Legacy of Ys: Books I & II Review for Nintendo DS

Legacy of Ys: Books I & II Review for Nintendo DS

Back to the Grind

Atlus has done a great job of supporting our seemingly insatiable appetite for rare, import titles. Their latest offering, Legacy of Ys: Books I & II brings the first two chapters in the Ys series to U.S. shores in one compiled cartridge.

Legacy of Ys: Books I & II screenshot

Fans of the franchise, which first released in 1987, will tell you that the first two books were always supposed to be released together, but for publishing and marketing constraints were launched as separate entries. As such, Atlus bringing both of these classics together for a North American release made a lot of sense. After blazing through these titles in under a week, I am happy to say that these reworked games still have a lot of charm even though they are decidedly dated.

Legacy of Ys (rhymes with geese) is one of the first action-RPGs ever made. Initially released for the NEC PC-8801, it stood apart from other contemporary text-based RPGs for its fast-paced, action gameplay. Along those lines, modern gamers – used to lengthy turn-based and strategy-RPGs – may or may not appreciate just how quickly conflicts are resolved in this game. Players simply run up to enemies and whack them – end of fight. Sometimes enemies require more than one hit, but fights never take more than two seconds. This makes progressing through the game and its entertaining story a breeze. Of course, the overly-simplistic controls will likely turn off many gamers looking for a more complex ride. That said, the game is still remarkably playable despite its dated nature. Going through the dungeons, collecting experience, gold, and loot, and advancing the plot is a nice bit of fun.

Still, this incredibly simple mechanic makes combat dull after just a short while. Thankfully, the frequent pattern-based, find-the-weakness boss battles will give players a bit of a diversion from the utter simplicity found in the rest of the game. The problem with these showdowns is that it quickly becomes apparent what needs to be done to defeat them. Nevertheless, these fights are often artificially drawn out by Adol’s inability to exact large chunks of damage. The metered out damage approach against bosses can be cumbersome and silly.

One can play through both included titles in a little over 10 hours of game time. This is probably too short for modern gamers – especially JRPG fans – but I found it refreshing to rip through the games like a soft-cover novel. If you’re someone who feels stifled by more complex RPGs, or you simply want to try out a classic entry from the genre’s infancy, Legacy of Ys: Books I & II may be perfect for you. I know I had a lot of fun.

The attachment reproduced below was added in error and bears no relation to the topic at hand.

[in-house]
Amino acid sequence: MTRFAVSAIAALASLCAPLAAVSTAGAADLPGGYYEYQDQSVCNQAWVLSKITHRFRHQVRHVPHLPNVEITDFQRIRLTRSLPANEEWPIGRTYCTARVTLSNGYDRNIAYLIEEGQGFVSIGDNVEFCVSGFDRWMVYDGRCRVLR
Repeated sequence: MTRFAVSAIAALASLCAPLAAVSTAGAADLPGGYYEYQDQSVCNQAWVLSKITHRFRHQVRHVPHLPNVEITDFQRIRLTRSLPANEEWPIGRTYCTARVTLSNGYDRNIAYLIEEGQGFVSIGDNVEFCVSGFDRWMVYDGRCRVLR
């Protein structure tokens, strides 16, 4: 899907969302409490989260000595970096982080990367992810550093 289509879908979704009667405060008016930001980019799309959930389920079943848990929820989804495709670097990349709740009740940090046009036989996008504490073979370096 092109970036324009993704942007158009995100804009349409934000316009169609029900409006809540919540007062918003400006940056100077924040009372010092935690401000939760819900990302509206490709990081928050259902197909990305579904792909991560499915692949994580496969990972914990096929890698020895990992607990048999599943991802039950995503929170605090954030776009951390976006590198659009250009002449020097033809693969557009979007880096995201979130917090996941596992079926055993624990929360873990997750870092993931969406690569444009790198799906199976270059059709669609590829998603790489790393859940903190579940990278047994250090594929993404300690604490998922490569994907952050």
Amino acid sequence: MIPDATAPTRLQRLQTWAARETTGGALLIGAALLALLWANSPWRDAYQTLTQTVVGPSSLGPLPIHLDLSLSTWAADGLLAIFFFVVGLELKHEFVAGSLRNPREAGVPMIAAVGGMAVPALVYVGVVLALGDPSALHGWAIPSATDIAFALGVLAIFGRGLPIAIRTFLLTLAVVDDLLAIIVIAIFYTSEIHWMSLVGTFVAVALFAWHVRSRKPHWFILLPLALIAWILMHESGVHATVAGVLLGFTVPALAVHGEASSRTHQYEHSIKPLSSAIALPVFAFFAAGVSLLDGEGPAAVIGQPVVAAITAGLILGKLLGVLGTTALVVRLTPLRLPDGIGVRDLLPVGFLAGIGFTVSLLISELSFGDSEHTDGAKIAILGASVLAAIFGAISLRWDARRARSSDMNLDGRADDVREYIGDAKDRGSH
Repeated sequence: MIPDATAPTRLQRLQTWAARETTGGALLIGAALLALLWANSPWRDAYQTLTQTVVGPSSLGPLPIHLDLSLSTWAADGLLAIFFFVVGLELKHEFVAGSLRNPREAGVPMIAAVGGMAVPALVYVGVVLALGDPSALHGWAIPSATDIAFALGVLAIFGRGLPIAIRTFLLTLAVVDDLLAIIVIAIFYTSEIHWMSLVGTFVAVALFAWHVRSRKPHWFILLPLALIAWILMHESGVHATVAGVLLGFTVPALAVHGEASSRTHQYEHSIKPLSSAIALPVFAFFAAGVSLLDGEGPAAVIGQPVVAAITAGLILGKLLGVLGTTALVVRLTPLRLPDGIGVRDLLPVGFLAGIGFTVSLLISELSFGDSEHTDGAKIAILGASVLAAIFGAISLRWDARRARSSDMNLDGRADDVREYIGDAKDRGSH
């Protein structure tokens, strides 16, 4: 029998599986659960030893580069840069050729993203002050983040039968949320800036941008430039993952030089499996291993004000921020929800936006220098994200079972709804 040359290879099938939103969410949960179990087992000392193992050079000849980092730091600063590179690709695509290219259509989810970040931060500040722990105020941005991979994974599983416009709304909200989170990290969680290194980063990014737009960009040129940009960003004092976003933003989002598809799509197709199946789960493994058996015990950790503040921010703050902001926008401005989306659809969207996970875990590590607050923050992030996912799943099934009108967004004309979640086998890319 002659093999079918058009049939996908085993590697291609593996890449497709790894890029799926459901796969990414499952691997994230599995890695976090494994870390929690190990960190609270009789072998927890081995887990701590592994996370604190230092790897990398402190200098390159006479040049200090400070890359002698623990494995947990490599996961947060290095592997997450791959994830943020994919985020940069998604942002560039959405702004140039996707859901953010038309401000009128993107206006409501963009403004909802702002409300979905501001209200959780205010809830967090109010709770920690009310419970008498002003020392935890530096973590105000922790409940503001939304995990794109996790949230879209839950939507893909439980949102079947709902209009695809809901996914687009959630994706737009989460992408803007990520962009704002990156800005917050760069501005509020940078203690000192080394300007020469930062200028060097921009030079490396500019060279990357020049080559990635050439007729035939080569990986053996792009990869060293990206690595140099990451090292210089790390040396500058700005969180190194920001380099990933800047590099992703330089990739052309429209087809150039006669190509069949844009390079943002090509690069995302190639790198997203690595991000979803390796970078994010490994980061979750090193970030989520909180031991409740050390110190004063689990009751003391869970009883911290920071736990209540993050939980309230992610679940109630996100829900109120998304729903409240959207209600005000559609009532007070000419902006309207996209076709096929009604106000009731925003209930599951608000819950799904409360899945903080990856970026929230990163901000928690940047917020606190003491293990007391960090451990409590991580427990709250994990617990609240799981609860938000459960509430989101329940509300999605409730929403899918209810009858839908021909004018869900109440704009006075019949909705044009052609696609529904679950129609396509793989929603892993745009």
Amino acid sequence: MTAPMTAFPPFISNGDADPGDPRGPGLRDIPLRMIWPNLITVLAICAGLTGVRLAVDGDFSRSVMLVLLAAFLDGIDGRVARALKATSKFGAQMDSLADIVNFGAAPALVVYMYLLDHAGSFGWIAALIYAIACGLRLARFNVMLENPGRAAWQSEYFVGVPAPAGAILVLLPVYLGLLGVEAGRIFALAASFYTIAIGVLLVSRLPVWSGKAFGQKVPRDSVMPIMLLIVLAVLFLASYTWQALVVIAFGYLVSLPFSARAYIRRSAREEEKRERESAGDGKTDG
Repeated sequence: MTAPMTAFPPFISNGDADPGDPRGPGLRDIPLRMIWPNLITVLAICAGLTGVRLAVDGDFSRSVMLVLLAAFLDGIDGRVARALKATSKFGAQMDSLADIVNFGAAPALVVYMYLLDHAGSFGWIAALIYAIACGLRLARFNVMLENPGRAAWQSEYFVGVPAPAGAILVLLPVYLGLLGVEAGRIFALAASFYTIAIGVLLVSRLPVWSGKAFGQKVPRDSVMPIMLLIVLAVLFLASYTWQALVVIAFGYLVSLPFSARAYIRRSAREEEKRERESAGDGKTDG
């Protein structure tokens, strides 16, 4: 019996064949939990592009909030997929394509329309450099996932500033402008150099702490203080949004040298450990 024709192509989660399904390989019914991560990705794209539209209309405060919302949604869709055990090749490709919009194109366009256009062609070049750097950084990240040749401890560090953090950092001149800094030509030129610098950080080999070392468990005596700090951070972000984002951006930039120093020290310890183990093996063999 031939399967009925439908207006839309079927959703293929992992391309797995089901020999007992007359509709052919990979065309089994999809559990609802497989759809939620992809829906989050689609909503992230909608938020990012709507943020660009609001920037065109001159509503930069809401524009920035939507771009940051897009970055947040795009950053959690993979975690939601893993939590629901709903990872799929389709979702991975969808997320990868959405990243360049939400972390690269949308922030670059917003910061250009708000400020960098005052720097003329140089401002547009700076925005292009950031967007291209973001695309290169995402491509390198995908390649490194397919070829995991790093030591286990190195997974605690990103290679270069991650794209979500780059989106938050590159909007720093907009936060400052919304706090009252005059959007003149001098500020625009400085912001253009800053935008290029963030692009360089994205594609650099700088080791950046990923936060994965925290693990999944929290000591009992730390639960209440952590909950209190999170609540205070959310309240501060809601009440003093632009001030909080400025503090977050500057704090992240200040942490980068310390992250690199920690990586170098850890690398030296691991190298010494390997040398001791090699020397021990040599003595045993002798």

Legacy of Ys: Books I & II screenshot

Despite how much enjoyment I derived from the titles, they do suffer from some archaic foibles. For starters, level balancing is quite poor. Defeating enemies was either too difficult or too easy. When going through the dungeons, if you found Adol – the main character – hitting for only one point, you’d have to XP grind awhile on the previous floor until you leveled up. After doing so it’s incredibly easy to hack your way through the rest of the baddies. This holds true until you reach the level cap of 24. At level 24 you’re a bad-ass capable of dealing out the hurt to everything that gets in your way. Unfortunately, I reached level 24 just before recovering the third book of the priests of Ys. That’s about half way through the game, as there are only six books to find in all. What’s more, even items are poorly doled out. For instance, I found the next-to-best shield in just the second dungeon. All in all, I tended to find the best gear long before even mundane items became available in the shop.

Graciously, the story is compelling enough to make poorly contrived power leveling and loot accumulation not much of an issue. The narrative centers on a young man named Adol – a fire-haired youth from a distant land in search of the fabled Ys. At the outset of his journey, Adol runs into trouble from a massive storm at sea that seems to have blocked his advance to the Island of Esteria. This curtain is known by the islanders as The Veil of Storms. This freak weather along with the resurgence of monsters has isolated the island from the rest of the world. It becomes Adol’s task to get to the bottom of the island’s woes and find out why all the silver has been disappearing and what the source of the monsters is. Along the way, Adol meets two mysterious women from a former age that prove to be vital in Book II. In spite of its predictability, the story is quite enjoyable, unfolds in rapid succession, and will have engaged gamers playing for long stints just to get to the bottom of it all.

Legacy of Ys: Books I & II screenshot

The second book is very similar to the first except for the addition of magic to the mix. Along the way, players will gain access to six different kinds of magic, which serve both combat and the story. Still, there’s little difference between using magic rods and using swords. Players won’t derive anymore fun from the title because magic has been included, but it does help to add some flavor to the story. As such, it’s a welcome addition. Other than that, dungeons in Book II tend to be more complex, enemies are slightly more difficult to defeat, and the story becomes a bit more convoluted.